Involuntary separation and pay

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Q. I’m 49, with 26 years in the NAF retirement program. I won’t be accepting a transfer of function outside my commuting area, so I’ll be involuntary separated. Based on everything I’ve read in AR215-3 3-25, I should be eligible for both discontinued service retirement and severance pay.

Severance pay would be authorized in my case since my immediate annuity will be reduced 12 percent based on my age (2 percent for every year I’m away from 55).

I’m now hearing that the following paragraph would prevent me from receiving severance pay: AR215-3 3-25 h. “Exclusions from severance pay. Severance pay will not be paid when the employee — (4) Is entitled to an immediate annuity that is not reduced because of the employee’s age at the time of retirement.”

Is this correct, or will I be authorized both DSR and Severance pay?

A. What you read in AR215-3 3-25h is correct. Because you’ll be entitled to an immediate annuity, you won’t be eligible for severance pay.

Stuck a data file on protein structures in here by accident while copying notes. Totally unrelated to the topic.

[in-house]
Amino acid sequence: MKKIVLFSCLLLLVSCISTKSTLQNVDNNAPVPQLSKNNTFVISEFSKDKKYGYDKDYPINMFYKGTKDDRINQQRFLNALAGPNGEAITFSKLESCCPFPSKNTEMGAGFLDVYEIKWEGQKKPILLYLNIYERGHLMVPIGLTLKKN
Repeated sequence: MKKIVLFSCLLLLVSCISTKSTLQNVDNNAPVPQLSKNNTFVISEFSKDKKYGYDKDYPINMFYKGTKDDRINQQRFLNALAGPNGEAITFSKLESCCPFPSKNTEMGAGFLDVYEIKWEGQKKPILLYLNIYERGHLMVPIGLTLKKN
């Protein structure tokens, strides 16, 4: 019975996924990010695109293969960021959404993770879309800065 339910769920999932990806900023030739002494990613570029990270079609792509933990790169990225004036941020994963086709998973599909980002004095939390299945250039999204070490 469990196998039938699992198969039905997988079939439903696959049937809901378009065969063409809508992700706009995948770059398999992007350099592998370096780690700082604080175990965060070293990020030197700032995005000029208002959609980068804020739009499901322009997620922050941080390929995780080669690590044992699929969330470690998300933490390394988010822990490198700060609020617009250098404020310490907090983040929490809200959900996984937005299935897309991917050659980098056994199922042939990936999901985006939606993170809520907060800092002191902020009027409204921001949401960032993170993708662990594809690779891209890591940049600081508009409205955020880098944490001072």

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Reg Jones was head of retirement and insurance policy at the Office of Personnel Management. Email your retirement-related questions to fedexperts@federaltimes.com.

2 Comments

  1. I am a fers employee age 53 with 24 years of accredited service, I have been told orally by my supervisor that I should update my resume and look for other opportunities. If I am severed from my employment will I be elgible for involuntary retirement and will I receive supplemental bridge compensation until I reach the minimum SS age of 62 ? My performance evaluations have all been satifactory, but I would be willing to take an involuntary retirement. I am also assuming I would still be elgible for health care benefits under an involuntary retirement.

    • Yes, you would be eligible for a discontinued service retirement. You wouldn’t be entitled to the special retirement supplement until you reach your minimum retirement age, which would be 56. As long as you’ve been enrolled in the FEHB program for the 5 continuous years before you retire, you’d be able to continue that coverage in retirement.

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